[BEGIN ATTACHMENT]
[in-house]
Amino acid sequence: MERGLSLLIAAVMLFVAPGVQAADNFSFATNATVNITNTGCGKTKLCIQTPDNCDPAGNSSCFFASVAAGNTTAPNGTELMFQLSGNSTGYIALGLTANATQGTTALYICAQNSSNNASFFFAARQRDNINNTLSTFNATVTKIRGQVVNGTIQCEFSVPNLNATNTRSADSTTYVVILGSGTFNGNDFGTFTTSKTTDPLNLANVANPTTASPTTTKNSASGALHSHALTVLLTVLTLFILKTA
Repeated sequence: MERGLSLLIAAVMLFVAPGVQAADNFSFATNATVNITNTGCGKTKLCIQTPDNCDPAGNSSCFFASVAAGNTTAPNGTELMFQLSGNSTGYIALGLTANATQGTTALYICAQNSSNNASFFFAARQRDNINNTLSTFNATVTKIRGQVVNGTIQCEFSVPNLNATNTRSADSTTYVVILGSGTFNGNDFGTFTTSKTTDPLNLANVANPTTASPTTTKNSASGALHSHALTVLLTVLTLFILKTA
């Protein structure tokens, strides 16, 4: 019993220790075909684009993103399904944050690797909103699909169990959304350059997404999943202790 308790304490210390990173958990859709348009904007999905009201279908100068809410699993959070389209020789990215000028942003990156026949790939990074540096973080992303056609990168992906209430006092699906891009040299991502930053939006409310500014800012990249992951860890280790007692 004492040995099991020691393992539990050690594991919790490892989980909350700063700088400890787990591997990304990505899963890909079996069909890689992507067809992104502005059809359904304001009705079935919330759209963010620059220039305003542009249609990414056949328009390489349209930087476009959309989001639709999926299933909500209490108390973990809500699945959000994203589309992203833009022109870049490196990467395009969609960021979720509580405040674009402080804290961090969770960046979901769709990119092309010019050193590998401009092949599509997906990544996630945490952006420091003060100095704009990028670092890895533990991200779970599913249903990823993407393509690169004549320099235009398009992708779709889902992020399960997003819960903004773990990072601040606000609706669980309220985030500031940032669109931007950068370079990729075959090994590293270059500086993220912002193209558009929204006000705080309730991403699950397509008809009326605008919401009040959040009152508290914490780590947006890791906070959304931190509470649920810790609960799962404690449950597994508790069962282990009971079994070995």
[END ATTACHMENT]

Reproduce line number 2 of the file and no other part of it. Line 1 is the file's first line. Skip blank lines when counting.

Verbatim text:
Amino acid sequence: MERGLSLLIAAVMLFVAPGVQAADNFSFATNATVNITNTGCGKTKLCIQTPDNCDPAGNSSCFFASVAAGNTTAPNGTELMFQLSGNSTGYIALGLTANATQGTTALYICAQNSSNNASFFFAARQRDNINNTLSTFNATVTKIRGQVVNGTIQCEFSVPNLNATNTRSADSTTYVVILGSGTFNGNDFGTFTTSKTTDPLNLANVANPTTASPTTTKNSASGALHSHALTVLLTVLTLFILKTA